Due to its significant contribution to global energy usage and the associated greenhouse gas emissions, existing buildingstock’s energy efficiency must improve. Predictive building control promises to contribute to that by increasing theefficiency of building operations. Predictive control complements other means to increase performance such as refurbishmentsas well as modernizations of systems. This survey reviews recent works and contextualizes these with thecurrent state of the art of interrelated topics in data handling, building automation, distributed control, and semantics.The comprehensive overview leads to seven research questions guiding future research directions.

  • 12.
    Svanberg, Martin
    et al.
    SSPA SWEDEN AB.
    Ellis, Joanne
    SSPA SWEDEN AB.
    Lundgren, Joakim
    Luleå University of Technology, Department of Engineering Sciences and Mathematics, Energy Science.
    Landälv, Ingvar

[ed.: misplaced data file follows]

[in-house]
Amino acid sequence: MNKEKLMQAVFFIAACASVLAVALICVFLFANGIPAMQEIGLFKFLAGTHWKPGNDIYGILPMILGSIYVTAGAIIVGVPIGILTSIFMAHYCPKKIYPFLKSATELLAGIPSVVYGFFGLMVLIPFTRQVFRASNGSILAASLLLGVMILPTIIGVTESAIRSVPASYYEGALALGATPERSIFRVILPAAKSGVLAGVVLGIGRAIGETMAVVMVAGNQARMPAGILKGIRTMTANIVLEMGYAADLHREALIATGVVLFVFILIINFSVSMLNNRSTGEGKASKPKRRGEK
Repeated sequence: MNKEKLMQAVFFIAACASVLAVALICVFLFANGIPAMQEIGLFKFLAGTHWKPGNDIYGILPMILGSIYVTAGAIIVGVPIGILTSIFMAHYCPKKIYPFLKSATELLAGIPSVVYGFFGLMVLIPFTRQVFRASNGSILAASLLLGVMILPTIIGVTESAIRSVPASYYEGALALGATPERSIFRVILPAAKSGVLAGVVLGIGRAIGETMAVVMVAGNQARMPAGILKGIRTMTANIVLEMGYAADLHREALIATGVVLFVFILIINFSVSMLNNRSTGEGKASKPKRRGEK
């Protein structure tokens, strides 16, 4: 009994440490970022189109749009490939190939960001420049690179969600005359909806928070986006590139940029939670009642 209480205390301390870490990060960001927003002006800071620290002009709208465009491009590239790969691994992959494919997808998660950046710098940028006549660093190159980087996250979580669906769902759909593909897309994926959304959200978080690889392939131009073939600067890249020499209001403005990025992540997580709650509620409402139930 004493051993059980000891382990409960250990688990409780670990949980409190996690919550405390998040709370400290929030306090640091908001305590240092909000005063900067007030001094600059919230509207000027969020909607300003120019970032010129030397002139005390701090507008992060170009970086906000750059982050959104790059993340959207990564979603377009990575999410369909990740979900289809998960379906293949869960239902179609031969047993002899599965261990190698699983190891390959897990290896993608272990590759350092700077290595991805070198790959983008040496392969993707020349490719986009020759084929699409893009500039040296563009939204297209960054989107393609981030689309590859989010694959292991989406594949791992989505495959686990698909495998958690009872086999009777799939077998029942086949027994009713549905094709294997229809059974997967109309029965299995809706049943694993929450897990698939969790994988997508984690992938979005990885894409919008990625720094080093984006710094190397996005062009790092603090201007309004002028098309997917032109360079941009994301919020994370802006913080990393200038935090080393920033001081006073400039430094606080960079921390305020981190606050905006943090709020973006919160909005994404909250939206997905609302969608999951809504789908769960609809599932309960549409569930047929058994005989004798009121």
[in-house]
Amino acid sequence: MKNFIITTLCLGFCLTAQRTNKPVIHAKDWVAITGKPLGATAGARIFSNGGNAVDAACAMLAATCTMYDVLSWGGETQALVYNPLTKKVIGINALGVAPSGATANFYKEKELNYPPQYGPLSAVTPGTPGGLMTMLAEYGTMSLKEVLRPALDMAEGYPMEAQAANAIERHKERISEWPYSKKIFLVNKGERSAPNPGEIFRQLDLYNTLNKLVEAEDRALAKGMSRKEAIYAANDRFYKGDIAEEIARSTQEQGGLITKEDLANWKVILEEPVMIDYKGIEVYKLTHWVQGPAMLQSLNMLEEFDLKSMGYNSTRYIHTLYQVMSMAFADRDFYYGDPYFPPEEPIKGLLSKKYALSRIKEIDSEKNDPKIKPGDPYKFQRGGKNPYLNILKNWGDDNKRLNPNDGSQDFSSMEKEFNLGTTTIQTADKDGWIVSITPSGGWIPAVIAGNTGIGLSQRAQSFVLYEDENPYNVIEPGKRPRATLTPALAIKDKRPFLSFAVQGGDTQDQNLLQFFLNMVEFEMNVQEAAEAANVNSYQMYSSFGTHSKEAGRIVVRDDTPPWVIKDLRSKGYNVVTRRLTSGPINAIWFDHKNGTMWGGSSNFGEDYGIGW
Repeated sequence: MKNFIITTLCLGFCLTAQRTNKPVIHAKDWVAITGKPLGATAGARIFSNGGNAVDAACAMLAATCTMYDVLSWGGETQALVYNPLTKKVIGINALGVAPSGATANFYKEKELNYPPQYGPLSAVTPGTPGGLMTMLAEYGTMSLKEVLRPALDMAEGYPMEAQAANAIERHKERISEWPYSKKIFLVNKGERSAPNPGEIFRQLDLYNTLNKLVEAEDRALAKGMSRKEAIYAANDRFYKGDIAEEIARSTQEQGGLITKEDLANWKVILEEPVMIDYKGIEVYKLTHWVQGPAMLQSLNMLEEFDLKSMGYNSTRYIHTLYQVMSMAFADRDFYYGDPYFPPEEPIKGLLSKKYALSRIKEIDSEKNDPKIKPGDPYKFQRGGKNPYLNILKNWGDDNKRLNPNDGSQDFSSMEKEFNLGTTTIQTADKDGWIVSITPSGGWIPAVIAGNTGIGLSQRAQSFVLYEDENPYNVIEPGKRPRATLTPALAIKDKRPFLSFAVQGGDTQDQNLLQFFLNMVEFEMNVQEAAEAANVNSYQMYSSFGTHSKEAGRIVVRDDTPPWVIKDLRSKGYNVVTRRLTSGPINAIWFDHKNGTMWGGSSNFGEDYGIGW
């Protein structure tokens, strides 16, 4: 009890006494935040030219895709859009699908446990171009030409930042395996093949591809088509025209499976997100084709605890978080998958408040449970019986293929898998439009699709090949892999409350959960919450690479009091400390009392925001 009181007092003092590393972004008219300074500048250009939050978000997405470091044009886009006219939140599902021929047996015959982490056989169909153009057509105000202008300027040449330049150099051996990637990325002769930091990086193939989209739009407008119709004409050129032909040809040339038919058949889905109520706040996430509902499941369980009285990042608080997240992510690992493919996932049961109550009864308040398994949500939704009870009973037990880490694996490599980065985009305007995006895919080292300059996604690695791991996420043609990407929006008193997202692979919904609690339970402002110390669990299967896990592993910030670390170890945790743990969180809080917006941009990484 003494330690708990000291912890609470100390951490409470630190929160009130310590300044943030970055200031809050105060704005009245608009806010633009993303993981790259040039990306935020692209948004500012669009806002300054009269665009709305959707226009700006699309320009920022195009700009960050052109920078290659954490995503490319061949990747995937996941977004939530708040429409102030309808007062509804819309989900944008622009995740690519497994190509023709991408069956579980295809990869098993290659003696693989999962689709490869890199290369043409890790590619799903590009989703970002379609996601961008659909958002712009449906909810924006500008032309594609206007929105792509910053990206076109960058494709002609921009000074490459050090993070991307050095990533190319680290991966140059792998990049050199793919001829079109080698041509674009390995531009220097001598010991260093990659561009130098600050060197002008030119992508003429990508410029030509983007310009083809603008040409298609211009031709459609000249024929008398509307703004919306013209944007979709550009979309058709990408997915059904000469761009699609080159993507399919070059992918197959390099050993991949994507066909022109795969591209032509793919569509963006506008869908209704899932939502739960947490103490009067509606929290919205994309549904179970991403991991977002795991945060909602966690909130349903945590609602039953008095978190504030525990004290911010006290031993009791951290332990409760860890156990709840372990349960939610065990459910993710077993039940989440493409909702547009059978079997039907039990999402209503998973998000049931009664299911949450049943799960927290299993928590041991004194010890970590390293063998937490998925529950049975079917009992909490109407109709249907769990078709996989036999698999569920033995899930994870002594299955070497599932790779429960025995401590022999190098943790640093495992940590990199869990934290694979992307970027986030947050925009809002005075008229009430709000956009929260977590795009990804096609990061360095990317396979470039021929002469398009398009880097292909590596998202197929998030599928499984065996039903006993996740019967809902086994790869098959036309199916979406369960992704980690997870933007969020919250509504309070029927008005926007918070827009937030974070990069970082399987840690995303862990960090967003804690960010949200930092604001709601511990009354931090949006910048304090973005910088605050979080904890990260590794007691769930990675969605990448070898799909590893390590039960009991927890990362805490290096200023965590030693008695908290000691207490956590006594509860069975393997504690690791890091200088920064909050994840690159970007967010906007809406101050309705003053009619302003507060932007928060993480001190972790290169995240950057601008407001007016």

Luleå University of Technology, Department of Engineering Sciences and Mathematics, Energy Science.
    Renewable methanol as a fuel for the shipping industry2018In: Renewable & sustainable energy reviews, ISSN 1364-0321, E-ISSN 1879-0690, Vol. 94, p. 1217-1228Article in journal (Refereed)
    Abstract [en]

    Maritime shipping is essential in global trade. The shipping industry uses fossil fuel with significant environmental impact as a result and a transition to renewable fuels may be part of the solution to reduce emissions. A fuel transition needs to be understood at all stages of the supply chain, ranging from feedstock to use in ships’ engines. The purpose of this paper is to do a synthesis of literature to provide an overview of main challenges and opportunities along potential supply chains of renewable methanol for maritime shipping, with a focus on bio-methanol. It is shown that renewable methanol is a technically viable option to reduce emissions from shipping and there are no major challenges with potential supply chains. Minor economic barriers that currently exist have the potential to be overcome with strengthening of environmental targets for shipping or if fuel oil prices revert to higher levels as seen previously.

  • 13.
    Söderholm, Patrik
    et al.
    Luleå University of Technology, Department of Business Administration, Technology and Social Sciences, Social Sciences.
    Ek, Kristina
    Pettersson, Maria